I’m not a psychologist, but sometimes when I’m working with clients, trying to probe a little bit about why sticking to a fitness program has been difficult for them, they talk to me as though I am. And I’ve been surprised at how many of those clients end up talking to me about their early lives and the expectations placed on them by their mothers or some other authority figure. It’s not uncommon for people to still harbor hurt feelings and fears well into adulthood, and for those feelings and fears to have a profound impact on their motivation to exercise and ability to control their eating.
It’s a topic of fascination to me, and I asked Angela Taylor about it. She, too, has many clients who eventually bring the conversation around to Mom or Dad, an older sibling, or a teacher when trying to understand their reasons for not being able to lose weight. As Taylor explains it, a lot of that has to do with how our brains form connections when we’re young.
“When we’re kids, every experience creates neuroconnections—sort of like grooves—in our brains and impacts the level of safety we feel, if our needs are being met, if we’re stimulated. At the same time, thoughts, emotions, and beliefs are getting tied into these neuroconnections. Now fast-forward to when we’re adults, and if anything happens to us that is related to our experience as a child, it fires up the old neural pathways as though we were that age all over again.”
Say, for instance, that your mother told you to stop eating so much or you would get fat. Or your older sister once said you were fat and nobody was going to like you. Or you loved dance and thought you were beautiful until your dance teacher poked your belly and said you were never going to make it in dance. With your adult brain, you could probably handle these discouraging but not necessarily devastating verbal jabs. “But to your eight-year-old brain, they’re traumatizing,” says Taylor, “and when something brings you back to those experiences, you operate with your eight-year-old brain, not your adult brain.”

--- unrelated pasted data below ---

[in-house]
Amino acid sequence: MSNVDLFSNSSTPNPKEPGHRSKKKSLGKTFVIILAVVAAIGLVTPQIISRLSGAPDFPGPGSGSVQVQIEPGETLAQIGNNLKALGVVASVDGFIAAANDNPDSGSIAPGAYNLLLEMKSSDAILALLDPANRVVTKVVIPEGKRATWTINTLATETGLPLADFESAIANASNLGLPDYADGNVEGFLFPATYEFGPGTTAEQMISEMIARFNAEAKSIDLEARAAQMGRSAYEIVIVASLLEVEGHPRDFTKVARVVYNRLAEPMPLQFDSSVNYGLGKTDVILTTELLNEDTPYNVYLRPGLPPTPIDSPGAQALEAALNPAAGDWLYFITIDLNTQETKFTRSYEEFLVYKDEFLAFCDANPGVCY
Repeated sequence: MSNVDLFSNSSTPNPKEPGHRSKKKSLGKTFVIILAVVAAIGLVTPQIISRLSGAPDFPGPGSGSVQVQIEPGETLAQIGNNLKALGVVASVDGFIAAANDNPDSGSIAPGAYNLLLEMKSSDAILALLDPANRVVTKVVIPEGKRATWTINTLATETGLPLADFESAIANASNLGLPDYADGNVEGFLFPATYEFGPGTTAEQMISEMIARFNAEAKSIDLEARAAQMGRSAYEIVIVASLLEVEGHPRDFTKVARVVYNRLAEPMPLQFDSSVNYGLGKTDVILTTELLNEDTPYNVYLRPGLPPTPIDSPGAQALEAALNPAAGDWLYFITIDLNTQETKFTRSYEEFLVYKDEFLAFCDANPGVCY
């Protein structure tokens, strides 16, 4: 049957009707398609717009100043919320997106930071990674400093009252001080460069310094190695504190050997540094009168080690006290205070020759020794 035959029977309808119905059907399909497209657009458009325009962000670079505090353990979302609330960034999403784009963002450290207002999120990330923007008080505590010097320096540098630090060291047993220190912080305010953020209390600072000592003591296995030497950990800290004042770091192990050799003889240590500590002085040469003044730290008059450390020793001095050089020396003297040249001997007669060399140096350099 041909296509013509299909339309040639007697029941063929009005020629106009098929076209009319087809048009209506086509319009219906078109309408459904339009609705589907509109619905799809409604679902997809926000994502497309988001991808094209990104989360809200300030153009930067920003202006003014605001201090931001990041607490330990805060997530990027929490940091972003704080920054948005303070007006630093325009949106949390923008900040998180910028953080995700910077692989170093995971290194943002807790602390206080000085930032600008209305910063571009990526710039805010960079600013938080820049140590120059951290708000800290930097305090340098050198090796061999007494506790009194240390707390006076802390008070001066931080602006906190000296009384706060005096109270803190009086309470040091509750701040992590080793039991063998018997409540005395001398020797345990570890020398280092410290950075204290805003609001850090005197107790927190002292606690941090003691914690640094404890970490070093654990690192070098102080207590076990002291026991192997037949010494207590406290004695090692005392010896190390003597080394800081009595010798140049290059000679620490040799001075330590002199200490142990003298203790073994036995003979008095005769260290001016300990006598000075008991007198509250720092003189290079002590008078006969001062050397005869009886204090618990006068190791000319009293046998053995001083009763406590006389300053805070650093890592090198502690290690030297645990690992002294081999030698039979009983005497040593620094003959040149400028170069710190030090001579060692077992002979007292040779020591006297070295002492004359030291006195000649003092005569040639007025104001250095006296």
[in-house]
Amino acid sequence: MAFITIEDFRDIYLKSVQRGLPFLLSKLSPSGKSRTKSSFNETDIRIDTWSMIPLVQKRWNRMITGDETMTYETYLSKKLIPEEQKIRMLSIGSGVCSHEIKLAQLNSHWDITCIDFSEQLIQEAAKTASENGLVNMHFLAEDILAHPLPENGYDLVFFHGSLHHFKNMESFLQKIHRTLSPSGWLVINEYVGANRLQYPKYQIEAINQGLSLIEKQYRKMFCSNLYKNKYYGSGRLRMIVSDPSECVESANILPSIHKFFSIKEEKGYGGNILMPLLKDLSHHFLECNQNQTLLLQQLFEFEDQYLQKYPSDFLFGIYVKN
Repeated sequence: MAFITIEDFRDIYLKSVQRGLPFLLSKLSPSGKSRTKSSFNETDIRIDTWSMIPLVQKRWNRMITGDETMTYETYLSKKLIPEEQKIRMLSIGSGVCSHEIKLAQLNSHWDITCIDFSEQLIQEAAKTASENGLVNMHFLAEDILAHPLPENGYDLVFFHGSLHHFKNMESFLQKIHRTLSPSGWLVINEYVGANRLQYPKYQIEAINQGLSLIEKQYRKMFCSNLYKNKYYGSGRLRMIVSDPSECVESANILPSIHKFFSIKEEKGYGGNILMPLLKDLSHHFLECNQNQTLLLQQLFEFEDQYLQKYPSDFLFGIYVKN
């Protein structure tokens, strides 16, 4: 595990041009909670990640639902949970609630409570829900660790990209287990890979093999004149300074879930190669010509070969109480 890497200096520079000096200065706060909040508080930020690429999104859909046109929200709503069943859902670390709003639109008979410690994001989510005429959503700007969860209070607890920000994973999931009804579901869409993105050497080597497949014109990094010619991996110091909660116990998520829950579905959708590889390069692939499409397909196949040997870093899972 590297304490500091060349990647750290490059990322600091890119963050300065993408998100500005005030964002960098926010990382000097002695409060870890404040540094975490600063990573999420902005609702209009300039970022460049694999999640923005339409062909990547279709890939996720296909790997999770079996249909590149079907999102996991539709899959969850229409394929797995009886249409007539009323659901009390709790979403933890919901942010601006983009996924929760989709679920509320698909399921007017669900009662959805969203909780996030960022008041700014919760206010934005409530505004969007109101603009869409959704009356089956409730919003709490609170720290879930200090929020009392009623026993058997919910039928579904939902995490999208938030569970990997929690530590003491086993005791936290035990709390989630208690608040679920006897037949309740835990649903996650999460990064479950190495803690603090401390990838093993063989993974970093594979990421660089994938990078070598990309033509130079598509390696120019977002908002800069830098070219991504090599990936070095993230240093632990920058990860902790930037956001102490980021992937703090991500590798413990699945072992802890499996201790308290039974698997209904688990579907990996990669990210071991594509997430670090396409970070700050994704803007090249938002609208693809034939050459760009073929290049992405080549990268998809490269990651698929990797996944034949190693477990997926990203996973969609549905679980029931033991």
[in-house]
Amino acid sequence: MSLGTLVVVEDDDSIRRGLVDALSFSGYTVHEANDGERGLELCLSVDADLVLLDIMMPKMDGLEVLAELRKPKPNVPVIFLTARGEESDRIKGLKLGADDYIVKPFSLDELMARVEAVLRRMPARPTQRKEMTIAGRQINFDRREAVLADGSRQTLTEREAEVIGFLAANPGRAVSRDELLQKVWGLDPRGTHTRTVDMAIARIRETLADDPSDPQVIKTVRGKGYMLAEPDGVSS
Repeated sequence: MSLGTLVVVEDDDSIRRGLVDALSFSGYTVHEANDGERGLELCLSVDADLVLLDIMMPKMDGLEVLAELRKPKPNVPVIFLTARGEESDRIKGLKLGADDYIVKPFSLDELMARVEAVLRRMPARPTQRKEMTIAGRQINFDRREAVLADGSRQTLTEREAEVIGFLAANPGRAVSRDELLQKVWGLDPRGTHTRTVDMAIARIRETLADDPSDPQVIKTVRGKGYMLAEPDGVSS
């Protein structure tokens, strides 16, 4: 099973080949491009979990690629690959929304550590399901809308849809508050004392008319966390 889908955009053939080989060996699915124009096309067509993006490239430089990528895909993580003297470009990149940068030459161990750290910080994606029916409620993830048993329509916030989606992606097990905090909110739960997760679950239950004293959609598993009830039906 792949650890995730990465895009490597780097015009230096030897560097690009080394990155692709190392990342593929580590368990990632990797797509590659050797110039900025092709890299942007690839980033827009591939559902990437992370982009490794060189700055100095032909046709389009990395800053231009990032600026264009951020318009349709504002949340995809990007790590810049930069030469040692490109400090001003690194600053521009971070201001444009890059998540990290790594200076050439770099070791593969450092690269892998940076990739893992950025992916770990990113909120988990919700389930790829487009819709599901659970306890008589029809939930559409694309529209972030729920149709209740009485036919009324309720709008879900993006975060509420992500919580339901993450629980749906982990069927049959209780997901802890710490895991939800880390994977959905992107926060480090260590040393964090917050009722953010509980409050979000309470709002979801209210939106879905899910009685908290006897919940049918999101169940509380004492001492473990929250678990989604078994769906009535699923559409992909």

In theory, we should have all separated from these early experiences, but as Taylor points out, our brains have long memories. Many adults are still rebelling against the parent, sibling, or teacher who was unsupportive, or have feelings of anger or fear that get triggered every time they try to change their eating and exercise habits. Yet these same people often aren’t aware that their current struggles are related to psychological injuries they received in their youth.
Recognizing that you may be acting with your eight-year-old brain can help you make sense of behavior that your logical adult brain has never quite been able to comprehend. “Many people don’t understand why they feel so out of control with food; they say, ‘It doesn’t make sense,’” says Taylor. “But when they realize that it’s rooted in early experiences with caregivers, it starts to become clearer.”
Barrier 8: Abuse
According to the U.S. Department of Health and Human Services, over 770,000 confirmed cases of child abuse and neglect occur each year. That’s an astounding number. Abuse permeates our society, occurring in millions of homes across the country, regardless of class, race, socioeconomic status, religion, or profession. The effects of abuse may not be immediately visible, but they can affect a person for the rest of his or her life. The magnitude of this effect depends on the nature and circumstances of the abuse, the personal temperament of the child, the child’s home environment, and the support received after the abuse has taken place.
When an adult—whether it be a parent, caretaker, teacher, relative, or religious figure—who is supposed to love and protect children instead betrays and uses them, their young victims may ask themselves, “What’s wrong with me that they did this?” or “How can I ever trust anyone if those closest to me took advantage of me?” Abuse typically can cause self-esteem to plummet and feelings of shame and fear to take root.